Black leopards are mysterious cats. With a rare variation of the generally spotted carnivore’s coat, they blend into the shadows and are nearly invisible in the dark. But the black fur that provides a boost to sneakiness could come with a cost to communication—and new research may explain why wild, all-black cats are relatively rare.
The black color variants of cats like leopards, jaguars and ocelots are known by experts as “melanism.” Over the years, researchers have come up with a handful of hypotheses to explain why some wild cat species have these darker coats. The black cats are likely better concealed at night, but the variant may also allow cats to warm faster in the sun or even ward off certain parasites. But the trouble with being an all-black cat, a new study in PLOS ONE suggests, is that markings critical to feline communication get obscured.
Melanistic cats are not as black as a moonless night. Often, their spots are still visible. But black leopards, jaguars and other wild cats lack the white markings on their ears and tails that other members of their species often use to signal to each other. This inability to communicate with other cats, zoologist Maurício Graipel of the Federal University of Santa Catarina in Brazil and colleagues argue, raises difficult challenges for the black cats.
Even though the study has implications for larger, famous felids, the inspiration for the research came from a smaller cat. While studying the habits of the southern tigrina in Brazil—a wild species similar in size to a housecat—the research team noticed that the black individuals lacked the white spots seen on the others. “Since white is the most light-reflecting color,” Graipel says, “we considered that these white marks might play a role in visual communication during the night.”
The zoologists considered 40 cat species, 15 of which have black coat variants. They also considered whether the cats were active primarily during the day, night or both, as well as whether they had conspicuous white marks to flash signals to members of the same species.
Surprisingly, the black cats didn’t prefer the cover of night any more than the other cats. “There was no difference between day and night activity of melanistic and spotted individuals,” Graipel says. The black coat color acts as camouflage at almost any time, but therein lies the problem. When a black cat runs into a spotted cat, it may not be easy for them to understand each other.
Cats use various cues to communicate with each other, from pungent scents to a variety of chirps and growls. But visual communication plays a significant role, too. The white markings on the ears and tails of spotted cats can carry a variety of messages, from friendly intent to “back off!”
One example is that mother cats can lift their heads and stretch their ears to flash the white marks to signal possible danger to their cubs, or to keep quiet if prey is nearby. “It is as if you step on the brake of your car to warn those behind you that there is danger ahead,” Graipel says.
But consider a melanistic mother cat with spotted kittens. She could read the kittens signals, but they might not be able to see or understand their mother’s. As a result, they may be loud when they need to be quiet, or they may stumble into danger. The same may be true for adult cats. A black cat can understand the intentions of a spotted cat, but, in low light, a spotted cat may have difficulty communicating with the melanistic cat. This inability to effectively communicate could account for the relative rarity of most black wild cats, the study hypothesizes. They simply can’t talk to their spotted neighbors and therefore have more difficulty courting mates and raising offspring.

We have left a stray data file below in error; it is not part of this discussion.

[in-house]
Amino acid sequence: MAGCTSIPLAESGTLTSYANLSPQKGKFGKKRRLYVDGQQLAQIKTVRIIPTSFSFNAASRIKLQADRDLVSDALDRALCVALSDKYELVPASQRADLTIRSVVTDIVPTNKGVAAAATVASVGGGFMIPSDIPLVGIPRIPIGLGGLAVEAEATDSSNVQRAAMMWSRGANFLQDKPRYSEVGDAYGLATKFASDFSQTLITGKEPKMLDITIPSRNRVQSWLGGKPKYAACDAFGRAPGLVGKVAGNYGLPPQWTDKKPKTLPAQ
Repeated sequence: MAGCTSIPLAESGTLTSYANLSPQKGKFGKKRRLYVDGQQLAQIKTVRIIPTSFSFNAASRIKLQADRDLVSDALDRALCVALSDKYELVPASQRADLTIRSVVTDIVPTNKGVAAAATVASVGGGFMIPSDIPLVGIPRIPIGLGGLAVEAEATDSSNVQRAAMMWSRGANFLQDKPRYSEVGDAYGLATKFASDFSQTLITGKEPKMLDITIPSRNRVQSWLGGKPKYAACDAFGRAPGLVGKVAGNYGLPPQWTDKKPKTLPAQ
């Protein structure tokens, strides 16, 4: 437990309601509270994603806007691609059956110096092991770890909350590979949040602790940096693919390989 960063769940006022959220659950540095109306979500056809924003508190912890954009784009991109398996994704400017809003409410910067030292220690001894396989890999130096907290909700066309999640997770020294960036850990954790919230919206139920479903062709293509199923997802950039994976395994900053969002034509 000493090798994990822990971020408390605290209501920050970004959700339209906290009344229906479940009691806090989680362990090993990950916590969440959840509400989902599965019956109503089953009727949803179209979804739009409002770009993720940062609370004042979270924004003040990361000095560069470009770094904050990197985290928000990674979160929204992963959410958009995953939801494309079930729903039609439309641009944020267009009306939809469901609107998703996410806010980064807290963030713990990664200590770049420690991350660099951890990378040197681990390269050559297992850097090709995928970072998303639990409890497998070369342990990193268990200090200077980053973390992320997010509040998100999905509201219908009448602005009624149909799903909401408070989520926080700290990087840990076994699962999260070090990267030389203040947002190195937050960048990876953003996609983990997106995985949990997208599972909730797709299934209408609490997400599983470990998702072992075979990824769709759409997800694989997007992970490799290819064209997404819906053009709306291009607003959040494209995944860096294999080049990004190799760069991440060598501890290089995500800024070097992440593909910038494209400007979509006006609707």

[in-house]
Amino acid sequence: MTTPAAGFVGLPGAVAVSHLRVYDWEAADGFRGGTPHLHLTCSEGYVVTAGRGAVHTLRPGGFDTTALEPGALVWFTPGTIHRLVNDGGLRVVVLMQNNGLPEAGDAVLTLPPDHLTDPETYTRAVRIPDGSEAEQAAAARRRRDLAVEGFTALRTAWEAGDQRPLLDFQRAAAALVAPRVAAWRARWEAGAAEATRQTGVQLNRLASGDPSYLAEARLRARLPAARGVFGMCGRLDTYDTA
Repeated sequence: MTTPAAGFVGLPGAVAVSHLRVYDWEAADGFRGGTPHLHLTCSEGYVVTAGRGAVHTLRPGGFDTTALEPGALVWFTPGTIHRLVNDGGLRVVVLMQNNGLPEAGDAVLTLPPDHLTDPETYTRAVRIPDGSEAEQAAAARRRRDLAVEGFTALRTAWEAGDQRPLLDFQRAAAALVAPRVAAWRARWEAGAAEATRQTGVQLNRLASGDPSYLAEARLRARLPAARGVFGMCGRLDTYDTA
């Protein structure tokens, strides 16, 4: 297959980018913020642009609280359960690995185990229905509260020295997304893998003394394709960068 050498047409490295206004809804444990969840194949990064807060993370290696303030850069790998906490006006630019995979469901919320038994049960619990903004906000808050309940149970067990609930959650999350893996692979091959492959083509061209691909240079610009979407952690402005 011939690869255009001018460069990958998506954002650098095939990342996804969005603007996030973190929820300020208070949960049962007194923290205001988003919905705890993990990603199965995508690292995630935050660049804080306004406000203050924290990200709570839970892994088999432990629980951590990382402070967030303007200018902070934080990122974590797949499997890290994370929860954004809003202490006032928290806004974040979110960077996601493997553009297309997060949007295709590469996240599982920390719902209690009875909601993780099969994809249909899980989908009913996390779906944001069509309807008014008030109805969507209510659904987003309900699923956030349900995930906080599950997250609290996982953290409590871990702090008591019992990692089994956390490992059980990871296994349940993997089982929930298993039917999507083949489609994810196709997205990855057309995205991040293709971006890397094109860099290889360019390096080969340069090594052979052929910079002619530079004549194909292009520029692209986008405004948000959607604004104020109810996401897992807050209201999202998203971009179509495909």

“I think the paper presents an intriguing set of hypotheses and valuable data, but I also think that many of the inferences are indirect,” says Greg Barsh of the HudsonAlpha Institute for Biotechnology. Wild cats are rare and elusive, he notes, which makes it difficult to directly test hypotheses like the one proposed by Graipel and co-authors.
In previous work that Barsh carried out with one of the authors of the new study, he says, a small feline called the pampas cat showed signs of evolutionary selection for black coat color, but two others did not. “In some cases, a likely explanation for the different frequencies of melanism observed among some felid species is genetic drift,” Barsh says, or a particular mutation gaining prominence through chance. Additional fieldwork and experimental studies are needed to parse what might be going on in any cat species. Still, Barsh says, “I think the strongest and most interesting observation is that species in which melanism is found also tend to be species that have white marks on their ears,” hinting that these species heavily rely on visual cues.
An exception to the hypothesis laid out in the new study be the best evidence for a tradeoff between camouflage and communication. A small cat called the jaguarundi has the highest proportion of melanistic individuals of any species. About eighty percent of jaguarundis are black. But these cats, the researchers note, are mostly active during the day. Interacting in well-lit ours seems to jump the communication barrier than other melanistic cats, that are more active at darker times, have to cope with.
One advantageous or limiting trait is not all that affects cat coat color. Camouflage and communication can sometimes be in competition, which raises a speculative evolutionary question. “If the presence of white markings behind the ears is so important for silent visual communication for felines,” Graipel says, “what would felines be like if a mutation had not originated the white markings?” How the leopard got its spots is not just a fable, but one a prevailing evolutionary mystery.